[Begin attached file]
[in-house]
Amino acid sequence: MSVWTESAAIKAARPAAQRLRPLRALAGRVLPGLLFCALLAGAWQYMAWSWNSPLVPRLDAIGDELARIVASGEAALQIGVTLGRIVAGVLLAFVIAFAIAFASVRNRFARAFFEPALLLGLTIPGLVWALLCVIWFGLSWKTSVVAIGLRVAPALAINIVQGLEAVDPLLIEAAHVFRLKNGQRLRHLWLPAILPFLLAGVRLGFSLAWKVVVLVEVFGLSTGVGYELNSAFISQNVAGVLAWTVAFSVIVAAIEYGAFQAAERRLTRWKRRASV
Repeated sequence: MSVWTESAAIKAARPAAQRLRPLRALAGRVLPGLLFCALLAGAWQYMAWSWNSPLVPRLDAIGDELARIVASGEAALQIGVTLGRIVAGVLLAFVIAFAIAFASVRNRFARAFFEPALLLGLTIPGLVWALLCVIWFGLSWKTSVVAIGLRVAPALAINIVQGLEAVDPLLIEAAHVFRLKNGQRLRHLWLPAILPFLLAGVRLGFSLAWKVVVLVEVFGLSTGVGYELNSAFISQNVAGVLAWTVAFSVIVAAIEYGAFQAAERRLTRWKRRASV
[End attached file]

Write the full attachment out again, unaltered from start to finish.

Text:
[in-house]
Amino acid sequence: MSVWTESAAIKAARPAAQRLRPLRALAGRVLPGLLFCALLAGAWQYMAWSWNSPLVPRLDAIGDELARIVASGEAALQIGVTLGRIVAGVLLAFVIAFAIAFASVRNRFARAFFEPALLLGLTIPGLVWALLCVIWFGLSWKTSVVAIGLRVAPALAINIVQGLEAVDPLLIEAAHVFRLKNGQRLRHLWLPAILPFLLAGVRLGFSLAWKVVVLVEVFGLSTGVGYELNSAFISQNVAGVLAWTVAFSVIVAAIEYGAFQAAERRLTRWKRRASV
Repeated sequence: MSVWTESAAIKAARPAAQRLRPLRALAGRVLPGLLFCALLAGAWQYMAWSWNSPLVPRLDAIGDELARIVASGEAALQIGVTLGRIVAGVLLAFVIAFAIAFASVRNRFARAFFEPALLLGLTIPGLVWALLCVIWFGLSWKTSVVAIGLRVAPALAINIVQGLEAVDPLLIEAAHVFRLKNGQRLRHLWLPAILPFLLAGVRLGFSLAWKVVVLVEVFGLSTGVGYELNSAFISQNVAGVLAWTVAFSVIVAAIEYGAFQAAERRLTRWKRRASV